Endometriosis is a common cause of chronic pelvic pain, dysmenorrhea and infertility. Although 6–10% of women of child bearing age are affected by the disease, diagnosis is often delayed and treatment can be challenging. The impact on fertility is clear when we look at the higher prevalence of endometriosis in women with fertility problems (up to 47% according to some sources). Many theories on the pathophysiology exist, including the implantation of eutopic endometrium from retrograde menstruation, the metaplasia of pluripotent cells of the mesothelium, and thirdly the theory of müllerianosis: misplaced endometrial tissue at the time of fetal organogenesis developing into endometriosis. Endometriotic cells have the ability to embolize to distant locations, including the diaphragm, pleural cavity and even, on rare occasions, the brain. In doing so, this benign entity behaves much like a cancer. Malignant transformation of endometriomas can occur, and these patients have a fourfold increased risk of ovarian cancer. Endometriosis is a multifactorial disease, with a strong familial component but clear impact of environmental and other factors as well.
Treatment of endometriosis can be very challenging and depends on the goal: is it reduction of (pain) symptoms? Is it to tackle infertility? Or is it a combination of problems that needs addressing? The need for a multidisciplinary approach becomes clear at this point, discussing the extent of disease, the expectations of the patient, the goals of treatment and the best way to reach these goals. The Golden Standard of diagnosis in endometriosis remains diagnostic laparoscopy with histologic confirmation. However, preoperative surgery planning can be aided by the use of several imaging techniques.
Computed tomography (CT) has no value in the initial work-up of endometriosis, lacking sensitivity and specificity. It does however play a role in the evaluation of postoperative complications.
Transvaginal ultrasound (TVUS) is relatively cheap and readily available. However, it’s sensitivity and specificity are very dependent on operator experience. The lack of anatomical landmarks for surgeons to recognize on these images explains why they are often reluctant to rely on this imaging technique alone. TVUS is difficult, if not impossible to apply in a virgo patient. Transabdominal ultrasound however is clearly inferior and should not be used as a substitute instead. Most often performed by gynecologists, this presentation will not go into further detail about this technique.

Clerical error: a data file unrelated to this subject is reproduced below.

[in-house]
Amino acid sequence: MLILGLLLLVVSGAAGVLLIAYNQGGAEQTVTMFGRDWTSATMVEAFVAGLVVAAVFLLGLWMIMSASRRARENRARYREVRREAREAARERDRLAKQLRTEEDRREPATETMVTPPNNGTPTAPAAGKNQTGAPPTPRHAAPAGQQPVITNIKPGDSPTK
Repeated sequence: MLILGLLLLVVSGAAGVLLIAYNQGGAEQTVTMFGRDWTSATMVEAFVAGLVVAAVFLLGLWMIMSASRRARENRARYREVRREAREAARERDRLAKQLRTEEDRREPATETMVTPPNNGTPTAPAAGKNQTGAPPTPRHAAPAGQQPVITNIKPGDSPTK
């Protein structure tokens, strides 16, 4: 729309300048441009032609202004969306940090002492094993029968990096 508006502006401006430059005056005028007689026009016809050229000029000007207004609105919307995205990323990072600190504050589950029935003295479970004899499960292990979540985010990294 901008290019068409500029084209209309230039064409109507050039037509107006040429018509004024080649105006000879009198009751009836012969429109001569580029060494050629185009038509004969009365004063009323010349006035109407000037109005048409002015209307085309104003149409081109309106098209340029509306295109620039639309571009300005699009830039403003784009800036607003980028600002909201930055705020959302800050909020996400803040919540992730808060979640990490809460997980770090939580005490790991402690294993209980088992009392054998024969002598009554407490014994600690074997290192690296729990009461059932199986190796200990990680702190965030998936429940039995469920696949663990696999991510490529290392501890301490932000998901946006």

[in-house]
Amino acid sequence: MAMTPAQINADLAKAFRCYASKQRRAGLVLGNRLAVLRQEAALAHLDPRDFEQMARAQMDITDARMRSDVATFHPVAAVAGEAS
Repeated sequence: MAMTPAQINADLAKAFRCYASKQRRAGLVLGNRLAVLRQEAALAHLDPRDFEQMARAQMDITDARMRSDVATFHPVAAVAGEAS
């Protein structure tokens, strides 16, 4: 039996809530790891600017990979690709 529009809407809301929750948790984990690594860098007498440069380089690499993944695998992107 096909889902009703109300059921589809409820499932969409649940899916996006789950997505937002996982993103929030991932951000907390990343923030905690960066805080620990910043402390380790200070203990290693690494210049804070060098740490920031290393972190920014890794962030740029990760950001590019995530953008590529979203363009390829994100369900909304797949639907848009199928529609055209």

Magnetic resonance imaging (MRI) may be costlier and not so readily available, but it has the clear advantage of providing a more readily understandable anatomical image of the pelvis, with the additional possibility of second reading at a later time to look for additional findings. The larger field of view (FOV) of MRI as compared to TVUS allows for better evaluation of more distant locations. High resolution T2-weighted sequences with a small FOV in several planes form the basis of any endometriosis protocol. Endometrioma of the ovary is readily recognizable as a cystic lesion with T2 shading (Figure 1). Endometriosis implants most often present as T2-hypo-intense spiculated lesions that cause adhesions (Figure 2). Invasion through the serosa of the bladder or bowel wall and frank transmucosal growth is readily demonstrable (Figure 3). T1-weighted imaging can aid in the detection of hemorrhagic products (Figure 1). The addition of Gadolinium enhanced and diffusion weighted sequences should be considered when malignant transformation or concurrent malignancy of other origin is suspected.
The author has no competing interests to declare.